The Love Story of Henry Van Pennyshaw

Jamie’s father positioned himself beneath her.  He looked blindly into the dark sky.  Then he shielded himself with his arms and retreated.

Hazel Grim hit the pavement with a thick crack.  Her rind split.  Fragments scattered from the point of impact and Jamie’s father took off after the silhouettes.  They were already out of sight.  He stopped at the end of the street.

Ivy and Jamie rounded the corner.

 

*     *     *

 

Ivy’s shoulders heaved as fresh sobs racked her.

“W-w-why?”

There were tear tracks in her clown make-up.  Her glittery wig and plastic knife lay on the kitchen table.  She hugged Henry Van Pennyshaw protectively.  Mama rubbed her shoulders.

Jamie sat glumly at the kitchen table, counting Mr. Goodbars and watching Daddy as he tried to repair Hazel Grim with wads of plumber’s epoxy.

“I don’t care that much,” Jamie muttered.  “I don’t want it anymore.  You don’t have to keep trying to fix it.”

“Yes he does!” Ivy cried.

“Shush,” Mama said, running a hand over Ivy’s sweaty hair.

“It’s not a big deal,” Jamie said.

“It is!” Ivy cried.  “They were in love!  Henry Van Pennyshaw was in love with her!”

“That’s not real,” Jamie said.  “That’s just–”

“Jamie,” Mama said, “maybe it’s time you got on home, honey.  It’s getting late.”

After Jamie had gone, Ivy took his place at the table.  She sat, head cradled in her hands, watching Daddy work.

“People are cruel,” Ivy said.  “People deserve to be killed.”

“Ivy!” Mama said sharply.

“You know, honey,” Daddy said, “I don’t think the people who did this did it to be cruel.  I really don’t.  I think they were just thoughtless.  They didn’t think about the boy who spent a long time making this pumpkin–”

“She’s a jack-o-lantern!  She’s a jack-o-lantern, and her name is Hazel Grim.”

“They didn’t consider the boy who spent a long time carving this jack-o-lantern,” Daddy said gently.  “And they didn’t stop and think about how much a special little girl might love it.”

“Love her,” Ivy said.

“Love her,” Daddy repeated.

*     *     *

 

Ivy made a place for Hazel Grim on Henry Van Pennyshaw’s bench and sat with them both a long while, even as the moon rose, the temperature plummeted, and Ivy sagged with exhaustion.

When it was very late, Daddy came outside and lifted her from the bench where she was dozing.  She struggled feebly.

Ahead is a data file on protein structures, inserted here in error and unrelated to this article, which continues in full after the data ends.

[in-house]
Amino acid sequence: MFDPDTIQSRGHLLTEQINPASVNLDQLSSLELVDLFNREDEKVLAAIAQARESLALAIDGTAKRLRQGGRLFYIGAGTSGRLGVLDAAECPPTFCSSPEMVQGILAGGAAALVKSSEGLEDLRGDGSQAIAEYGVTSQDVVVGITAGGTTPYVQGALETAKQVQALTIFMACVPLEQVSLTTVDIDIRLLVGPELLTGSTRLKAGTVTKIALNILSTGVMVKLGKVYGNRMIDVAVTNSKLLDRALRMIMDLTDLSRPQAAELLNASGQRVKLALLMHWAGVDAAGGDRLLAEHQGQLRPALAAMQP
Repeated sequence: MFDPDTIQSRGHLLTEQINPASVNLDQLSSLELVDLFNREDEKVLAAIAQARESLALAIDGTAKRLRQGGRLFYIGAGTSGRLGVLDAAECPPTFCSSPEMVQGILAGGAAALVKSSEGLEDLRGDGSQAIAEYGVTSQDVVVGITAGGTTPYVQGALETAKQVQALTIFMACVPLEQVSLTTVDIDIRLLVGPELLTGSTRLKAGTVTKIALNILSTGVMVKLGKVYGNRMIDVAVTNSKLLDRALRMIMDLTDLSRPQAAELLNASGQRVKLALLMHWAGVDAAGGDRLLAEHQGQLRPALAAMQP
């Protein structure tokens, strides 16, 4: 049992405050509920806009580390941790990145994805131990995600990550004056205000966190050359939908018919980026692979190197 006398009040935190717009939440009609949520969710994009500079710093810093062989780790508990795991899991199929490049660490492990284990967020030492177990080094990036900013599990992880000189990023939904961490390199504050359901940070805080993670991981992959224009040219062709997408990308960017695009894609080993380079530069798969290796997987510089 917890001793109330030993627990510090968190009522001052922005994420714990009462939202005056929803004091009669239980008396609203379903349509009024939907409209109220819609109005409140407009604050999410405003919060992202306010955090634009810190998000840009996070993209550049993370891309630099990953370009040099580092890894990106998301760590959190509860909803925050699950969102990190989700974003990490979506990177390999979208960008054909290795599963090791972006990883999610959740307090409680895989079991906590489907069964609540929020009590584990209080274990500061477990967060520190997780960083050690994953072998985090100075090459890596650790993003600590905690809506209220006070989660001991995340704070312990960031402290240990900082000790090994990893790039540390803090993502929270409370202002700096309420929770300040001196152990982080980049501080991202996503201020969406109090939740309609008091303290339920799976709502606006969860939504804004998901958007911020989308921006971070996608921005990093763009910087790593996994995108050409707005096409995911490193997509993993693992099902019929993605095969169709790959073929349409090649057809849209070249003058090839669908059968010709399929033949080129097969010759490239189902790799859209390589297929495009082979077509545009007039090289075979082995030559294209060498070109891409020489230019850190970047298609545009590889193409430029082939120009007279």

“Shhh,” he soothed her.  “Time for bed.”

“Will they be safe?” she whispered.

“Sure, they’ll be safe.”

“Will you guard them?”

“I’ll guard them.”

They went inside.

Hazel Grim was laced with fissures where the epoxy held her together.  Henry Van Pennyshaw searched her twisted features, her sneering face, for the Hazel Grim he’d come to love.  She looked the same, except for the cracks.  But Hazel Grim–whatever made her who she was–was gone, and her empty shell was little comfort.

Henry Van Pennyshaw wanted to scowl.  He wanted to fume and rage.  He wanted revenge–the desire flowed through him like poison.

He envisioned vines sprouting from his rind and twisting, snaking into a ropy body.  He pictured himself stalking through the night, armed with a sharp steel analog of the knife Ivy had used for her costume.  He imagined what he would do to Hazel Grim’s murderers when he caught them.  He planned the new faces he’d carve them.

If this night belonged to him and his kind, as he knew it surely did, his wish–and he wished it hard–would be granted.

But he remained on the bench–immobile, impotent, seething–as the October night became a November morning.

*     *     *

 

Henry Van Pennyshaw shriveled and withered.  He watched as others like him were transferred from porches and windowsills to black plastic bags on the curb.

Still, Ivy kissed him on her way to Daddy’s car in the morning; still, she stopped to sit on the bench at the end of the day.

Then one afternoon, she bounced up the porch steps, took her usual place beside Henry Van Pennyshaw, and said, “You will not believe what happened to me today.”

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